That dress you are wearing – and paid $200 for? The person making it took less than an hour and was paid like $4 for their entire hour.

So, who is making the money? Well, the retailers are making the money – and they apply pressure to the manufacturers to provide the lowest prices.

So, automation. It is going to take jobs. Some jobs need to go away. The sweat shop needs to go away. Ironically, since they pay so little it will take longer before automation penetrates in to this market.

People will not have health care to make that dress.

People will not have enough money to survive to make those jeans.

People will work in dangerous environments with high risk of fire – to make those undies.

It needs to stop.

Oh, and just a side note. There is a reason we have regulations and laws. It is because businesses cannot be trusted to behave in an ethical manner. You can complain about the costs to businesses because of all these regulations, but the fact of the matter is that businesses as a whole will reduce costs to the lowest they can regardless of industry and will break rules, behave unethically and endanger the lives of their customers and employees simply to maximize profits.

So, the ship where we have low number of regulations and laws and people are treated well – that ship has sailed. The ship we are on now, where you have to document workers hours, how much you paid them, and are forced to treat them properly – because you have to (not because you choose to – that is the ship we are on now.

The Future of Clothing

The future of clothing is more than just the future of clothing. There is social impact of who makes the clothing, under what conditions, how much money do they make, and what happens to the makers of clothing.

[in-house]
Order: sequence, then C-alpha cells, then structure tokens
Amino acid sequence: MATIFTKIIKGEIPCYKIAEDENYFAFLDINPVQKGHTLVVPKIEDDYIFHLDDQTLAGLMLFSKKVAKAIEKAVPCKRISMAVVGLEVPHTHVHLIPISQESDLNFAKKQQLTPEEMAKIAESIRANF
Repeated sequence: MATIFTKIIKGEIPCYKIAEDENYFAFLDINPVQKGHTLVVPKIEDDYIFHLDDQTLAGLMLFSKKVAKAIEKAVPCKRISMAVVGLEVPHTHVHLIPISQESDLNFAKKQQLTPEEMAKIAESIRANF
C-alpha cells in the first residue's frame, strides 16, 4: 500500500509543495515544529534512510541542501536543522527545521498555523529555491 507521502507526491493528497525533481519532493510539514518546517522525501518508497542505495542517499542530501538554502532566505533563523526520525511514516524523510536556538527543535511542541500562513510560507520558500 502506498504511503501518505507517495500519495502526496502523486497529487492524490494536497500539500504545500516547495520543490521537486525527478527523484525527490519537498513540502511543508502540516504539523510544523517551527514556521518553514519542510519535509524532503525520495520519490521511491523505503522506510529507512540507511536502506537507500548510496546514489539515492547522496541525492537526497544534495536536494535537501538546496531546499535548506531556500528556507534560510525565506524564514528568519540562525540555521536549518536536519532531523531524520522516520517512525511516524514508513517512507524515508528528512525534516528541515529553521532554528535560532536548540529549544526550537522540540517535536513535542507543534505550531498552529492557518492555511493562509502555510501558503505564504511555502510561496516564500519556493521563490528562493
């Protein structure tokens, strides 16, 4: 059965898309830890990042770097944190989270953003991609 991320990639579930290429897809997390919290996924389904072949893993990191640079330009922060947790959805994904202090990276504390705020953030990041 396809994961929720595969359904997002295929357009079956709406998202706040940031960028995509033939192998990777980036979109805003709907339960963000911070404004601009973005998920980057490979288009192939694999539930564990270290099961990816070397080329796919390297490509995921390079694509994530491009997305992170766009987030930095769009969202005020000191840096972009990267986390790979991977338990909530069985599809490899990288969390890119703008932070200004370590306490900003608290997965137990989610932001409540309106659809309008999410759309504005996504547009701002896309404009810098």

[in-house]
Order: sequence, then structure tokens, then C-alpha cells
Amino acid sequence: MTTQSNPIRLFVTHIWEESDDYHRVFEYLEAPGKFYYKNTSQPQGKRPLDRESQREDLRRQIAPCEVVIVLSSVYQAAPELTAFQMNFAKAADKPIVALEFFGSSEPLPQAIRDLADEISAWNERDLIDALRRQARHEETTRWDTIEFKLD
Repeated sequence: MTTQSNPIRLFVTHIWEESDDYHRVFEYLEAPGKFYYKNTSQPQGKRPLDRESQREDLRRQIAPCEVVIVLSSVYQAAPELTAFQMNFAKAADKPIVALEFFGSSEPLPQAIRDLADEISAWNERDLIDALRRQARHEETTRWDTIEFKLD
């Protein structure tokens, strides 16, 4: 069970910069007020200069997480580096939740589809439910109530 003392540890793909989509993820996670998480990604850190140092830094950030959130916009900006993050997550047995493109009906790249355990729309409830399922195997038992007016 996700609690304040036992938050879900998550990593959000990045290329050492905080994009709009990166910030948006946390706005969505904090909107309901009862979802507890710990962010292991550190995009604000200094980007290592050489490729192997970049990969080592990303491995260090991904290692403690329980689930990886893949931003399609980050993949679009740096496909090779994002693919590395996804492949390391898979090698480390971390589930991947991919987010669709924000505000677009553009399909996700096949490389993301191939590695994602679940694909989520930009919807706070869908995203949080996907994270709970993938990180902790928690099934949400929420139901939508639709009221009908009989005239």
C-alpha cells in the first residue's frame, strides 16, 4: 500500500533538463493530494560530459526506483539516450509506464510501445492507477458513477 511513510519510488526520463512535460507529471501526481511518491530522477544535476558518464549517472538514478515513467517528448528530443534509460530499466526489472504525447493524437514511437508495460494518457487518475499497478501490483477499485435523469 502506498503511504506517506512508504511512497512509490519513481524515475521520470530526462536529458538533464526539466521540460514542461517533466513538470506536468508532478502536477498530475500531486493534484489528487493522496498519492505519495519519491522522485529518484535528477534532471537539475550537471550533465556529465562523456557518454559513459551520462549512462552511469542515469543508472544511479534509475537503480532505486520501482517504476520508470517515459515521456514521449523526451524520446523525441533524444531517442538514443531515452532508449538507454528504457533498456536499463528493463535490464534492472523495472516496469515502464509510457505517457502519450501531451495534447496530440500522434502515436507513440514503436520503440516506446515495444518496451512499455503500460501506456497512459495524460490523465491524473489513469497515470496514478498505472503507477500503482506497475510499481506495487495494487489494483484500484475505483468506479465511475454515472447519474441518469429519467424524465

In 1911 in my local home area of New York City there was a fire that killed 146 people. It was at a garment factory – two are known to have been 14-year-old girls. This was a culture changing event – inflaming needs for unions, worker safety, and city, state and federal standards for safety in the work place.

It seems, though, that lessons of garment workers, fires, standards, wages, and safety are not worldwide. Defying all rules for the dispersal of information and geography, in 2012 in Bangladesh killed 117 people and over 200 people injured.  The company produced clothes for lots of different organizations that United States consumers purchase.

Once again, in order to avoid the flames people jumped from the building rather than burn to death.

On 24 April 2013 a building housing multiple clothing manufacturers collapsed killing 1100 workers and injuring 2000 others.

The garment making market has been known for ages for “sweatshops” oriented toward clothing manufacture. Associated with horrible working conditions, low pay, no benefits, and easily threatened workers by management – this practice has not disappeared over time. In fact, as demand for goods (and low prices) has continued the practice has simply become more widespread.

Technology is the answer. This article indicates that 3D printing may offer clothing. It shows a few examples. However; based on the sheer manufacturing output 3D printing would have to vastly improve before it would replace much of the garment manufacturing throughput. Still, it is out there. It is happening. It has created real clothing. Perhaps one day it will be part of the answer to poor labor conditions in the garment industry.

There is automation in the garment manufacture industry. These robots might also be part of the answer. Still, though, the reason people are still making clothing is because clothing is tough to deal with – floppy, with lots of curves cut in to it – and it is hard to cut cloth without some tension. This technology solves the floppy unpredictable nature of clothing by making the cloth stiff.

There is some concern about job losses due to automation, but in this case, let the jobs go. No one needs to be treated like cogs in a machine, with no healthcare, and no future.

So, the future of clothing, involves not just the future of clothes and their manufacture, but the jobs, how people are treated and hopefully the end of the “sweatshop”.